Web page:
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The Girl Who Fell to Earth
by Sophia Al-maria


Overview -

Award-winning filmmaker and writer Sophia Al-Maria's The Girl Who Fell to Earth is a funny and wry coming-of-age memoir about growing up in between American and Gulf Arab cultures. With poignancy and humor, Al-Maria shares the struggles of being raised by an American mother and Bedouin father while shuttling between homes in the Pacific Northwest and the Middle East.  Read more...


 
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More About The Girl Who Fell to Earth by Sophia Al-maria
 
 
 
Overview

Award-winning filmmaker and writer Sophia Al-Maria's The Girl Who Fell to Earth is a funny and wry coming-of-age memoir about growing up in between American and Gulf Arab cultures. With poignancy and humor, Al-Maria shares the struggles of being raised by an American mother and Bedouin father while shuttling between homes in the Pacific Northwest and the Middle East. Part family saga and part personal quest, The Girl Who Fell to Earth traces Al-Maria's journey to make a place for herself in two different worlds.


 
Details
  • ISBN-13: 9780061999758
  • ISBN-10: 006199975X
  • Publisher: Harper Perennial
  • Publish Date: November 2012
  • Page Count: 271
  • Dimensions: 8.2 x 5.24 x 0.64 inches
  • Shipping Weight: 0.49 pounds


Related Categories

Books > Biography & Autobiography > Personal Memoirs
Books > Travel > Middle East - General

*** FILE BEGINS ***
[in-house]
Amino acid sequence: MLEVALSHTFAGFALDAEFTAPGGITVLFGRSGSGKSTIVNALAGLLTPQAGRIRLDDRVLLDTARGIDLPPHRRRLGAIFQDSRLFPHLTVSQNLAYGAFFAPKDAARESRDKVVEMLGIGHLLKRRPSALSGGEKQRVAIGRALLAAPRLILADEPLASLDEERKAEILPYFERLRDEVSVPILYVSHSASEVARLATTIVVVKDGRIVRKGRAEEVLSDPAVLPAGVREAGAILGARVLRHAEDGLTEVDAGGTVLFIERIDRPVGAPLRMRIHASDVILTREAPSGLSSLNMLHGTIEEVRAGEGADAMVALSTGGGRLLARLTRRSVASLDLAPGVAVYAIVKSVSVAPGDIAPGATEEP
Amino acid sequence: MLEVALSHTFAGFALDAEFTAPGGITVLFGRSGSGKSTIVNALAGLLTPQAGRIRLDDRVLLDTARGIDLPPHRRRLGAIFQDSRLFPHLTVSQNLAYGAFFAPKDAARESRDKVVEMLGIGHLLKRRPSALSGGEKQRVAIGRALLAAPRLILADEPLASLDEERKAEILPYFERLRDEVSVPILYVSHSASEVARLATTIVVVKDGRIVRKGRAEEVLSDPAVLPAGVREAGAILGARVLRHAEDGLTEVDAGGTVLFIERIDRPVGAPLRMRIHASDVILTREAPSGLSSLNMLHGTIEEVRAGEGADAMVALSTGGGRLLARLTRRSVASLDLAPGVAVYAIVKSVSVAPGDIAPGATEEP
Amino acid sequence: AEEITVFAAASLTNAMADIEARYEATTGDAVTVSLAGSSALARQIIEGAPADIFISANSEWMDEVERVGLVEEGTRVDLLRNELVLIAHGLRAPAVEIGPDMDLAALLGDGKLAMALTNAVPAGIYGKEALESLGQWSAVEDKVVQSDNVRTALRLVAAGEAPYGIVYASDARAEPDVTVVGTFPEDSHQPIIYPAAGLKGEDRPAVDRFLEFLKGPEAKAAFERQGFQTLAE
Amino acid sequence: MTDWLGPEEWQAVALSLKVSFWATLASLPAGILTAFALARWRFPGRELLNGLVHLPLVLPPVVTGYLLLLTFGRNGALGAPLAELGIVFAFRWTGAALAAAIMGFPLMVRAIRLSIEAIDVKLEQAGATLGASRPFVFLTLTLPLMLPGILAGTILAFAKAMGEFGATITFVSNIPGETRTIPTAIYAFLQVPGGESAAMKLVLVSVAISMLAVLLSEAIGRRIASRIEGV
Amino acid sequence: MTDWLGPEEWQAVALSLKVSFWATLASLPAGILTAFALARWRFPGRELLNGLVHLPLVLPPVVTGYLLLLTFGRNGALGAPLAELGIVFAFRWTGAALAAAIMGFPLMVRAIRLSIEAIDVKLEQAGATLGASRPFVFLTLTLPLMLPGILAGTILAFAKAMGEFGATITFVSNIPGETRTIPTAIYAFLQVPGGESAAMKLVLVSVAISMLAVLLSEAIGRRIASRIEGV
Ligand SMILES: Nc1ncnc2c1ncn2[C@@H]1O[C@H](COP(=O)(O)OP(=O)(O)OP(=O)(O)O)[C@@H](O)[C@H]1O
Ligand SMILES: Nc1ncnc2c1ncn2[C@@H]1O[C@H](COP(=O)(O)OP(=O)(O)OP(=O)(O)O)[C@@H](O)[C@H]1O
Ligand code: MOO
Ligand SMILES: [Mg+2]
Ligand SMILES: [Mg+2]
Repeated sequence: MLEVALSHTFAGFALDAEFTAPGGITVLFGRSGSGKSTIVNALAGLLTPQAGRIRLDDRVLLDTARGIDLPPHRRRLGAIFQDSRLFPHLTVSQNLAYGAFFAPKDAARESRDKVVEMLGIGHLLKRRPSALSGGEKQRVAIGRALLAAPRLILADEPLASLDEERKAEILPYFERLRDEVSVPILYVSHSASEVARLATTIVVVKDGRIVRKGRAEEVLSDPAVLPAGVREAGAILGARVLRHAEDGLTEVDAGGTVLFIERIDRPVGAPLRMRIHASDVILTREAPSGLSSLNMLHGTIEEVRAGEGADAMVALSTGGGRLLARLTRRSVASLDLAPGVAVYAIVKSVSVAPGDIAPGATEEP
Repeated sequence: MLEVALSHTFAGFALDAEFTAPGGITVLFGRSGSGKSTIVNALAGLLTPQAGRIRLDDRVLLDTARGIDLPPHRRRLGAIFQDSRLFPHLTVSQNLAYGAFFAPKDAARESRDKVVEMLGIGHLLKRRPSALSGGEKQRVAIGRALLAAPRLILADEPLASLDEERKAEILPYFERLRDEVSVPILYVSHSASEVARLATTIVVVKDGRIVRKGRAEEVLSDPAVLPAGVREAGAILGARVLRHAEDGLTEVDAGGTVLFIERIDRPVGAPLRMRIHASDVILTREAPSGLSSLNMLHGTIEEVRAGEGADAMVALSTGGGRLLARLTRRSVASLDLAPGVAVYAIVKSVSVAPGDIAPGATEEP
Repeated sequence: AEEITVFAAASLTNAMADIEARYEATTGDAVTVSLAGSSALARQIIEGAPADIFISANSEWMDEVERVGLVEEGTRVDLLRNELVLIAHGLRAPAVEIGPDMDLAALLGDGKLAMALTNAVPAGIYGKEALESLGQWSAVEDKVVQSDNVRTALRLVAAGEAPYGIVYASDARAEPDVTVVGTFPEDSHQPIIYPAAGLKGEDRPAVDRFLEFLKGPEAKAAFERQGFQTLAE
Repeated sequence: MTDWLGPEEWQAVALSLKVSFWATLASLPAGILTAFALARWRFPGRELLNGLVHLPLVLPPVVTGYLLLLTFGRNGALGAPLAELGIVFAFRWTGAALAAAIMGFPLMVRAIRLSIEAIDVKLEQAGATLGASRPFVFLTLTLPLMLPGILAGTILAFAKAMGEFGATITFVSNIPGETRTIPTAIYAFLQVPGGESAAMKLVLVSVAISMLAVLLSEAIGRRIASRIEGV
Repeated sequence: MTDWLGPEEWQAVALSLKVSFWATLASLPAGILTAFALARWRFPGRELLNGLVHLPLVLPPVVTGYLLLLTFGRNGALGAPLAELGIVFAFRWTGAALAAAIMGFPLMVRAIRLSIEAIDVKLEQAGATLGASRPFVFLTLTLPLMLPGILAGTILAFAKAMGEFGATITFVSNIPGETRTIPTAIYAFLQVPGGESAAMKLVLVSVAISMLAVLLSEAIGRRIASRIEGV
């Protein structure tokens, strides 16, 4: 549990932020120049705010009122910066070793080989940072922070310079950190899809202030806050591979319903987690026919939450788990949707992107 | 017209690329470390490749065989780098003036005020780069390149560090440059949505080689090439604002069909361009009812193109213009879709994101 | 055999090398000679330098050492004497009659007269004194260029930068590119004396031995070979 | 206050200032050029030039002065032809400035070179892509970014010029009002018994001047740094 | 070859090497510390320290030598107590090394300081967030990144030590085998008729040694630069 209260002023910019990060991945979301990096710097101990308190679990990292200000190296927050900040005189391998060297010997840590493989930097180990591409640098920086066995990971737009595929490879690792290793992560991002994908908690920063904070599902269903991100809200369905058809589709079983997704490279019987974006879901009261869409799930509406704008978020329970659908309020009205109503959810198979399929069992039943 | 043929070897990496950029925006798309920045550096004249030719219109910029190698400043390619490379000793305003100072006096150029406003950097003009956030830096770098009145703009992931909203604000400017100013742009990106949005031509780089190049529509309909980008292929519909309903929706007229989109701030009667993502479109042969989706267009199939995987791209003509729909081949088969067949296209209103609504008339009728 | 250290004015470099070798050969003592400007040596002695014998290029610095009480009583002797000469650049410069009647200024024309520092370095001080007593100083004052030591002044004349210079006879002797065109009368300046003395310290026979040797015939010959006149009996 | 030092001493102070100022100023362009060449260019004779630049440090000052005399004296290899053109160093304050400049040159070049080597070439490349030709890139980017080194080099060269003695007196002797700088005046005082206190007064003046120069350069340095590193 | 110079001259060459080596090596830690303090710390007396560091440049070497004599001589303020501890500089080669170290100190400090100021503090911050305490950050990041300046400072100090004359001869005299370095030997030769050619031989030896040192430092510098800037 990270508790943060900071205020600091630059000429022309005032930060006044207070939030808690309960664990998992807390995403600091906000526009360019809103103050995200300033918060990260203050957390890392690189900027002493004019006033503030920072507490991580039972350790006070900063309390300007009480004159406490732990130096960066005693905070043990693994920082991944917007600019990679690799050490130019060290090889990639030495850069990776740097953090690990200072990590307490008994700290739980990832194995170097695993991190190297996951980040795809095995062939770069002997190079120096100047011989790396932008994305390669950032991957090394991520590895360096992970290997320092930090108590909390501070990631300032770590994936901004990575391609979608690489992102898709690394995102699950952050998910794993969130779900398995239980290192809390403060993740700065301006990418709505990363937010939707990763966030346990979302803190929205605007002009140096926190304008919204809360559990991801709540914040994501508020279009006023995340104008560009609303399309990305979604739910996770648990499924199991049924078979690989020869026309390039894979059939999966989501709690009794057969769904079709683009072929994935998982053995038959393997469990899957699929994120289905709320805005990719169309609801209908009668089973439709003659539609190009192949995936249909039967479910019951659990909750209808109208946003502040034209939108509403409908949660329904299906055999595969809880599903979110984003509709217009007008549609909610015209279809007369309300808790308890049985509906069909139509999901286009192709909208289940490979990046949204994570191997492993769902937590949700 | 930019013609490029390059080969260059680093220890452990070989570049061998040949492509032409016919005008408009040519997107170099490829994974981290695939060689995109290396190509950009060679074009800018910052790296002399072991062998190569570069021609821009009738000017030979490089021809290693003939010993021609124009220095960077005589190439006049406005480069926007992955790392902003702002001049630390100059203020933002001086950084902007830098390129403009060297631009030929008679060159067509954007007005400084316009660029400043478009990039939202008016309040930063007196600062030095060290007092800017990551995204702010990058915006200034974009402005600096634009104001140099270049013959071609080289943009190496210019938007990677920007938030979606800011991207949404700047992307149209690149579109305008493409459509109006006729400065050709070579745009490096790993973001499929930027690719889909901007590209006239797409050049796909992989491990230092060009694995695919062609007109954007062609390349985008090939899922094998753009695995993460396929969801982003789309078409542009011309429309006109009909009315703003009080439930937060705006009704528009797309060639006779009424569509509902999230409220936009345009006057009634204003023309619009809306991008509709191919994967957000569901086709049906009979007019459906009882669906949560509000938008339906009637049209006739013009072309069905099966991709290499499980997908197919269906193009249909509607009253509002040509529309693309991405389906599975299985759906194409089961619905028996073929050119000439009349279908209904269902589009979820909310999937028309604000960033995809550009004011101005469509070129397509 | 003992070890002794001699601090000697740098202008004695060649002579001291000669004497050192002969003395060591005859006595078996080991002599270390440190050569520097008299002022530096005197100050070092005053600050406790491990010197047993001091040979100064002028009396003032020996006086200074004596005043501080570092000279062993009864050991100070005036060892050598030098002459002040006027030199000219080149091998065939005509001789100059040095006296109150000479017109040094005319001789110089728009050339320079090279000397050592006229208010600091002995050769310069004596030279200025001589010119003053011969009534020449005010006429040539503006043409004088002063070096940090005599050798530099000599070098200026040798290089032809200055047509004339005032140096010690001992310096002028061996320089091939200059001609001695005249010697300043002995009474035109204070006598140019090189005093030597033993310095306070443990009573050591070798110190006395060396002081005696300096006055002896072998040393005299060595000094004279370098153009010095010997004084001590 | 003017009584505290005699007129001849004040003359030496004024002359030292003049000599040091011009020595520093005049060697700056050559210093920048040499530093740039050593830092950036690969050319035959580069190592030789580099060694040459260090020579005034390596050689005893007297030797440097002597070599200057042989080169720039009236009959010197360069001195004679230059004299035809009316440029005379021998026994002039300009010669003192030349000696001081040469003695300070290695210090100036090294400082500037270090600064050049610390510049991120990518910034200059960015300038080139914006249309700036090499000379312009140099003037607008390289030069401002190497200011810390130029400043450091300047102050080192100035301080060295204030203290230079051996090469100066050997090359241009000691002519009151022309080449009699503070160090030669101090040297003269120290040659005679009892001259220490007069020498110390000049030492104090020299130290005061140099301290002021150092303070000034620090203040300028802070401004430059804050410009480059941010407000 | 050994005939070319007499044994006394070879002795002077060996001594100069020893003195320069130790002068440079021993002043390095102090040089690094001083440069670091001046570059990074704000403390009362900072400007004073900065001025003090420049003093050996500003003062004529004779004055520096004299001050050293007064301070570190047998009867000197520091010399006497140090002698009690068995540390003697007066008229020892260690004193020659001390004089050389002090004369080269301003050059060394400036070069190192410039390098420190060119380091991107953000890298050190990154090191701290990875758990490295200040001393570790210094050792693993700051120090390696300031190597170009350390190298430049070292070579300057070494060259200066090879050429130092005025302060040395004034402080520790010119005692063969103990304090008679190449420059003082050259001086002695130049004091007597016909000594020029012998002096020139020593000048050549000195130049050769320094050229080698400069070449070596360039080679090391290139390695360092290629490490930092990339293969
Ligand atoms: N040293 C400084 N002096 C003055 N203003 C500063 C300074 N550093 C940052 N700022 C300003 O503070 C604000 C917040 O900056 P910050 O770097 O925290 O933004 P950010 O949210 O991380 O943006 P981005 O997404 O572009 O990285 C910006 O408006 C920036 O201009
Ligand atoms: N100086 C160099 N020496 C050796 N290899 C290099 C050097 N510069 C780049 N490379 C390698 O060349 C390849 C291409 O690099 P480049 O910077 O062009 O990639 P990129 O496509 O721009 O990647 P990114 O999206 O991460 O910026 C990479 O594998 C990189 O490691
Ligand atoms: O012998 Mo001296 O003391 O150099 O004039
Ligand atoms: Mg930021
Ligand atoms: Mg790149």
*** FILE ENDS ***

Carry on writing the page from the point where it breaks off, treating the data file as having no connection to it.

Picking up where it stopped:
Publishers Weekly Reviews

Publishers Weekly® Reviews

  • Reviewed in: Publishers Weekly, page .
  • Review Date: 2012-10-08
  • Reviewer: Staff

In this funny, insightful memoir, artist, filmmaker, and writer Al-Maria chronicles being raised by an American mother from rural Washington State and a Bedouin father from Qatar. After immigrating to America, marrying the author’s mother and building a life, Al-Maria’s father returns to Doha. Soon Al-Maria and her mother follow. Both have trouble settling into their new way of life. “Now that I knew there were two authorities in my life, Ma’s rules and the tribe’s rules, assimilation equaled rebellion.” When Al-Maria’s father takes a second wife, Al-Maria and her mother return to America. But tensions mount when the author enters fifth grade and becomes quite curious about sex, culminating with Al-Maria being sent back to her father in the Arabian Gulf. During high school her confusion mounts, causing what Al-Maria calls “cultural whiplash: “My situation had been thrown glaringly into focus by the proximity of my American and Arab worlds, which existed within a few roundabouts of each other.” Al-Maria’s narrative is laced with keen observations on Bedouin culture, class distinctions, sexual rules, and everyday life in the Middle East and America. Her story is a satisfying trek through a complex cross-cultural landscape toward a creative and satisfying life. (Dec.)

 
BAM Customer Reviews